Look at section 2.4 here: Python __Underscore__ Methods
Edit: Maybe that's not right, you want to override the assignment operator "="? Wouldn't that making assigning to other variables a little tricky?
Edit again, more thinking:
What if you assigned to the matrix in your __init__ method? i.e.:
class Matrix: def __init__(self, matrix): self.N = len(matrix) self.M = len(matrix) # assuming they are all the same length, you should probably check self.matrix = checkMatrix(matrix) def checkMatrix(matrix): # is it a valid matrix? Checks and validation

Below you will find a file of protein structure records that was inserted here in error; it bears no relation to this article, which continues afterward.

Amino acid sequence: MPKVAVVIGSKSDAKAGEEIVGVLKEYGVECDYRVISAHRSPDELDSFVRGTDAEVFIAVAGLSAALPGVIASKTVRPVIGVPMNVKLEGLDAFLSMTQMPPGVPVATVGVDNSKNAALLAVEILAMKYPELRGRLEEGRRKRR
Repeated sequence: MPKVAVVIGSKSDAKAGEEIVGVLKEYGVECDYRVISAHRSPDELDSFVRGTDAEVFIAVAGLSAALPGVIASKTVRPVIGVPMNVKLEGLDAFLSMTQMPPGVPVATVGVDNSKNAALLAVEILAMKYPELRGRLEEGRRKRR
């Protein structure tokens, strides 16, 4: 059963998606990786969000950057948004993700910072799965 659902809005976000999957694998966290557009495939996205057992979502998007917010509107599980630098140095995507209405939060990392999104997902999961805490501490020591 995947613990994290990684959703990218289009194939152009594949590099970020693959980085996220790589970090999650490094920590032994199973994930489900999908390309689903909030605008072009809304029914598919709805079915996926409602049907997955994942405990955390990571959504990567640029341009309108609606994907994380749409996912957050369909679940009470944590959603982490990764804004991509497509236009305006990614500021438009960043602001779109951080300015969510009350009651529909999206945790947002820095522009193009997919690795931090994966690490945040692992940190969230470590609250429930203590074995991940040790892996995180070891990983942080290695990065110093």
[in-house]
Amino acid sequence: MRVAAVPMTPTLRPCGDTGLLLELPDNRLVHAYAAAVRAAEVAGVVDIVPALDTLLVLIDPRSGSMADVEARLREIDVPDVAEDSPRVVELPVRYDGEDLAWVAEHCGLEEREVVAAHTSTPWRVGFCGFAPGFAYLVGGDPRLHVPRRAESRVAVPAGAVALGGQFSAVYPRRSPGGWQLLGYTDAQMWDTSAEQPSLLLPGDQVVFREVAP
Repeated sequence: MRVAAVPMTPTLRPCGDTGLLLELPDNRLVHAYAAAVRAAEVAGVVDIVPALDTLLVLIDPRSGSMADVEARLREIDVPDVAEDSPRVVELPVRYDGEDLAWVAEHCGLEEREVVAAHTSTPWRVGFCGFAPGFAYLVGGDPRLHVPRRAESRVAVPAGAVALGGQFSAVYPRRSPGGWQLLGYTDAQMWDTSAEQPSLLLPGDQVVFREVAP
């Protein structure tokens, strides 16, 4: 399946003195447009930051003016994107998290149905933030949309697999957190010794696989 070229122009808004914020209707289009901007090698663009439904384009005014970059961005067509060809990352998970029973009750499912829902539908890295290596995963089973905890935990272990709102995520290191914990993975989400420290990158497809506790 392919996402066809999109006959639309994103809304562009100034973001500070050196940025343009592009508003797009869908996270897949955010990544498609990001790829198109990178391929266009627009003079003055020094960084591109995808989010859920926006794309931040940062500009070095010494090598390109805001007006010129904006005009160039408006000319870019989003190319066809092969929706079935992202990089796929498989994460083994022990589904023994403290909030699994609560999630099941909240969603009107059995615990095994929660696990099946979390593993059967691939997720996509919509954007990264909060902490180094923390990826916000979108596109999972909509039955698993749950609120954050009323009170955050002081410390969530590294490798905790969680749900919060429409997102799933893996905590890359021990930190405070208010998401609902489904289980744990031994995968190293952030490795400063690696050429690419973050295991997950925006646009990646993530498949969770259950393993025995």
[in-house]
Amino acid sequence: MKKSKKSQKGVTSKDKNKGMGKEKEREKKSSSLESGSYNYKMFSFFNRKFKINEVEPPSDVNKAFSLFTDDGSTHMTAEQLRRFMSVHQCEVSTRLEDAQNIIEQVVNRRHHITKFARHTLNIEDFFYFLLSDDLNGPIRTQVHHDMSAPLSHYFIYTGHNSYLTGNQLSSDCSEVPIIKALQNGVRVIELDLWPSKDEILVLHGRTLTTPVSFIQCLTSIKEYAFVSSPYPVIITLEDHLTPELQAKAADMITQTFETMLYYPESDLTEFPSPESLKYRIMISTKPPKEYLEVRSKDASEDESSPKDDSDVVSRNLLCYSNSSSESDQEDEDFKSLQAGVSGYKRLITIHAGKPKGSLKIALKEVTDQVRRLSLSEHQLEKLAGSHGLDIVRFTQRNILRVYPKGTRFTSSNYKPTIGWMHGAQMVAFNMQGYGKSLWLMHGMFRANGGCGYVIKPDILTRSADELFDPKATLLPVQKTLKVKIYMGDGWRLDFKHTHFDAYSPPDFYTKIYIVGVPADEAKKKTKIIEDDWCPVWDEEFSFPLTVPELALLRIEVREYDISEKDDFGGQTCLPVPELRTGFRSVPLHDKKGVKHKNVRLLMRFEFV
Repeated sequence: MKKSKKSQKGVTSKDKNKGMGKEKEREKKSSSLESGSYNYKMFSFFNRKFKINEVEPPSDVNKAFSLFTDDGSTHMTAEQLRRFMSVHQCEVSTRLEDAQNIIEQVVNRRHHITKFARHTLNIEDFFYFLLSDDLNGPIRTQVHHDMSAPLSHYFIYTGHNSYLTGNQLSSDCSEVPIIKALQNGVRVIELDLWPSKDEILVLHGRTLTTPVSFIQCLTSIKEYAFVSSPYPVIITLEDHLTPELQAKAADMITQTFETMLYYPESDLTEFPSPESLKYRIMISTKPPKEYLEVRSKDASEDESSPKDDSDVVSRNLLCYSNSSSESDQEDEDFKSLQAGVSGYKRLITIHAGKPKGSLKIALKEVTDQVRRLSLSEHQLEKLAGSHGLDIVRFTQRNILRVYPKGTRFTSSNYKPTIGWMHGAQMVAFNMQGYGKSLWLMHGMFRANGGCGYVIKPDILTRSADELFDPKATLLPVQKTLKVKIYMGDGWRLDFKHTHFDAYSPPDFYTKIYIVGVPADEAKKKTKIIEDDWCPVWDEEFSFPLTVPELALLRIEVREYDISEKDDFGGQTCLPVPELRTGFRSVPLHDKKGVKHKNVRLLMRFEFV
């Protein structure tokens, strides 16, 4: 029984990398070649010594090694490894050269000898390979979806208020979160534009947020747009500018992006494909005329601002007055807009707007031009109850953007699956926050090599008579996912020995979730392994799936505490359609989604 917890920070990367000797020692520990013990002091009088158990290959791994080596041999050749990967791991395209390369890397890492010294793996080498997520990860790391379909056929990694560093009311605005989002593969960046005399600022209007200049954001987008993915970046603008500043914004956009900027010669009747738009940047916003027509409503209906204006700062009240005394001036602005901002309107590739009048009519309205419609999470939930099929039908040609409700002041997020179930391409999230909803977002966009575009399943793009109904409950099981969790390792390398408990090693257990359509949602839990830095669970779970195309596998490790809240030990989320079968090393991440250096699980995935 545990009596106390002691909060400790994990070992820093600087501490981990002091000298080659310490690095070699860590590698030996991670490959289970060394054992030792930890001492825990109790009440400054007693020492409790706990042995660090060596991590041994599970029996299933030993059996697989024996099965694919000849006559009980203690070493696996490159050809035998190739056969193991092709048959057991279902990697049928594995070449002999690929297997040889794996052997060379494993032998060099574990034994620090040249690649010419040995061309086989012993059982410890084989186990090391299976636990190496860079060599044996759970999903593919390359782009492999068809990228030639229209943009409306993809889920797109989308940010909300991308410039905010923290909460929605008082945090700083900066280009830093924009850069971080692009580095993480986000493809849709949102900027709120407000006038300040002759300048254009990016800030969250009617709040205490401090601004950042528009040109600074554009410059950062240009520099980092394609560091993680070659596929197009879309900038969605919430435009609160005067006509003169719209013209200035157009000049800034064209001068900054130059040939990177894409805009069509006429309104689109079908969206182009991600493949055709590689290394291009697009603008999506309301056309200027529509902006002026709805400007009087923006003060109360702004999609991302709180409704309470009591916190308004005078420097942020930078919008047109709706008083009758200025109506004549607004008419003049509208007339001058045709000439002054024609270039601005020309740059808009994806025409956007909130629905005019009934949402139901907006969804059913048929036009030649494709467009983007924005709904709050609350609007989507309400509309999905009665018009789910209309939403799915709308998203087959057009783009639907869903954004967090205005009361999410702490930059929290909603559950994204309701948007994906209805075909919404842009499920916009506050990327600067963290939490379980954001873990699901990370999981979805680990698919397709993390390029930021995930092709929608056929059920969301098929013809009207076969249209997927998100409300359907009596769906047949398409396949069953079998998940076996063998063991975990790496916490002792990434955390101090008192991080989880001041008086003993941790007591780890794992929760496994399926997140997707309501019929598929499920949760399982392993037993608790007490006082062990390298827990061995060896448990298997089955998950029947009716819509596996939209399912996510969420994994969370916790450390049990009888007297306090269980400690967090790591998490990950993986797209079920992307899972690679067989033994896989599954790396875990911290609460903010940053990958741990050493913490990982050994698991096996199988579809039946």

Then you can just make a new matrix:
m = Matrix([[1,2,3], [4,5,6], [7,8,9]])
Is there a reason it is full of zeros to begin with?
The zeroes were just a default blank matrix. I guess your way is a better way of doing it. No point in declaring the dimensions separately since you can already do it when defining the matrix.
I'll work more on it tonight.
That hardest part should be coming up with an algorithm to find the inverse and the determinant of the matrix. I think there's a formula for the inverse but I want to come up with the algorithm to find determinants on my own (I love reinventing the wheel) based on what I learned in linear algebra.
This post has been edited by carnivroar: 23 July 2012 - 11:11 AM